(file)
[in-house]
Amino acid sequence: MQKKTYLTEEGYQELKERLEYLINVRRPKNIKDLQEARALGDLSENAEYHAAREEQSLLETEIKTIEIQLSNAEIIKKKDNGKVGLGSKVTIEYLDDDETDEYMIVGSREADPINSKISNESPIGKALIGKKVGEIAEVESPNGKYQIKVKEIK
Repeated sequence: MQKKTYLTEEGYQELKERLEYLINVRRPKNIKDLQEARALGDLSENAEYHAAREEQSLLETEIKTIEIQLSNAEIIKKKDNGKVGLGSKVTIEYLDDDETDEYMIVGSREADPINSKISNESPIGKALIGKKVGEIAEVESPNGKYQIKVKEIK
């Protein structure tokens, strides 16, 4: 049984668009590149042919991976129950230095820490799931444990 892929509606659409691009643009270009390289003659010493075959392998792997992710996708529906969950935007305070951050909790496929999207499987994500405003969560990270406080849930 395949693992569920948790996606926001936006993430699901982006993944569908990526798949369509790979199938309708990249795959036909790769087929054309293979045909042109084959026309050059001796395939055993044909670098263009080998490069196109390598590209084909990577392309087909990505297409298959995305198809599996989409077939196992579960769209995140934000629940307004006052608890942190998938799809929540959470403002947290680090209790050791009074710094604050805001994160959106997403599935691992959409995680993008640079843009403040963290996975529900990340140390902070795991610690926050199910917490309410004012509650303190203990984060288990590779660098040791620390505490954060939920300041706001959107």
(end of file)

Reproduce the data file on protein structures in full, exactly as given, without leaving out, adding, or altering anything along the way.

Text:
[in-house]
Amino acid sequence: MQKKTYLTEEGYQELKERLEYLINVRRPKNIKDLQEARALGDLSENAEYHAAREEQSLLETEIKTIEIQLSNAEIIKKKDNGKVGLGSKVTIEYLDDDETDEYMIVGSREADPINSKISNESPIGKALIGKKVGEIAEVESPNGKYQIKVKEIK
Repeated sequence: MQKKTYLTEEGYQELKERLEYLINVRRPKNIKDLQEARALGDLSENAEYHAAREEQSLLETEIKTIEIQLSNAEIIKKKDNGKVGLGSKVTIEYLDDDETDEYMIVGSREADPINSKISNESPIGKALIGKKVGEIAEVESPNGKYQIKVKEIK
């Protein structure tokens, strides 16, 4: 049984668009590149042919991976129950230095820490799931444990 892929509606659409691009643009270009390289003659010493075959392998792997992710996708529906969950935007305070951050909790496929999207499987994500405003969560990270406080849930 395949693992569920948790996606926001936006993430699901982006993944569908990526798949369509790979199938309708990249795959036909790769087929054309293979045909042109084959026309050059001796395939055993044909670098263009080998490069196109390598590209084909990577392309087909990505297409298959995305198809599996989409077939196992579960769209995140934000629940307004006052608890942190998938799809929540959470403002947290680090209790050791009074710094604050805001994160959106997403599935691992959409995680993008640079843009403040963290996975529900990340140390902070795991610690926050199910917490309410004012509650303190203990984060288990590779660098040791620390505490954060939920300041706001959107």